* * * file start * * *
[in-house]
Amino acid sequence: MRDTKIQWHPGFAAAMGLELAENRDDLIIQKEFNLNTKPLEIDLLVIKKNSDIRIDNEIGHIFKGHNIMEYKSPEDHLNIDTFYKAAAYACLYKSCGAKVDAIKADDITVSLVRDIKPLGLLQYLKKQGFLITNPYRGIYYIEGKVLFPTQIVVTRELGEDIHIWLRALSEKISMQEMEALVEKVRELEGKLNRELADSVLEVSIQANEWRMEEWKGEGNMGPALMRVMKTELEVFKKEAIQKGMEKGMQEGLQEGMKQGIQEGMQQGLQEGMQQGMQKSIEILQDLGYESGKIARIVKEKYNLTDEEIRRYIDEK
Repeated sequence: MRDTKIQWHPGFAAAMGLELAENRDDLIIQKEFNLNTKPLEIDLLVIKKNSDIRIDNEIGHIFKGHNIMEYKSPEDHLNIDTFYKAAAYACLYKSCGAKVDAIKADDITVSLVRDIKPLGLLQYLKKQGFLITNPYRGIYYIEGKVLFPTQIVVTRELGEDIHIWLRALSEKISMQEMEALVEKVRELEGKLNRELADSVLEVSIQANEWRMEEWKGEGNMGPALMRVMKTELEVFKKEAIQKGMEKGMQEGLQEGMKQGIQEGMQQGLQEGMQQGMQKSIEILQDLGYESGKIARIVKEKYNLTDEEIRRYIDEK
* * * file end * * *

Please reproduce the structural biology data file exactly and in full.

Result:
[in-house]
Amino acid sequence: MRDTKIQWHPGFAAAMGLELAENRDDLIIQKEFNLNTKPLEIDLLVIKKNSDIRIDNEIGHIFKGHNIMEYKSPEDHLNIDTFYKAAAYACLYKSCGAKVDAIKADDITVSLVRDIKPLGLLQYLKKQGFLITNPYRGIYYIEGKVLFPTQIVVTRELGEDIHIWLRALSEKISMQEMEALVEKVRELEGKLNRELADSVLEVSIQANEWRMEEWKGEGNMGPALMRVMKTELEVFKKEAIQKGMEKGMQEGLQEGMKQGIQEGMQQGLQEGMQQGMQKSIEILQDLGYESGKIARIVKEKYNLTDEEIRRYIDEK
Repeated sequence: MRDTKIQWHPGFAAAMGLELAENRDDLIIQKEFNLNTKPLEIDLLVIKKNSDIRIDNEIGHIFKGHNIMEYKSPEDHLNIDTFYKAAAYACLYKSCGAKVDAIKADDITVSLVRDIKPLGLLQYLKKQGFLITNPYRGIYYIEGKVLFPTQIVVTRELGEDIHIWLRALSEKISMQEMEALVEKVRELEGKLNRELADSVLEVSIQANEWRMEEWKGEGNMGPALMRVMKTELEVFKKEAIQKGMEKGMQEGLQEGMKQGIQEGMQQGLQEGMQQGMQKSIEILQDLGYESGKIARIVKEKYNLTDEEIRRYIDEK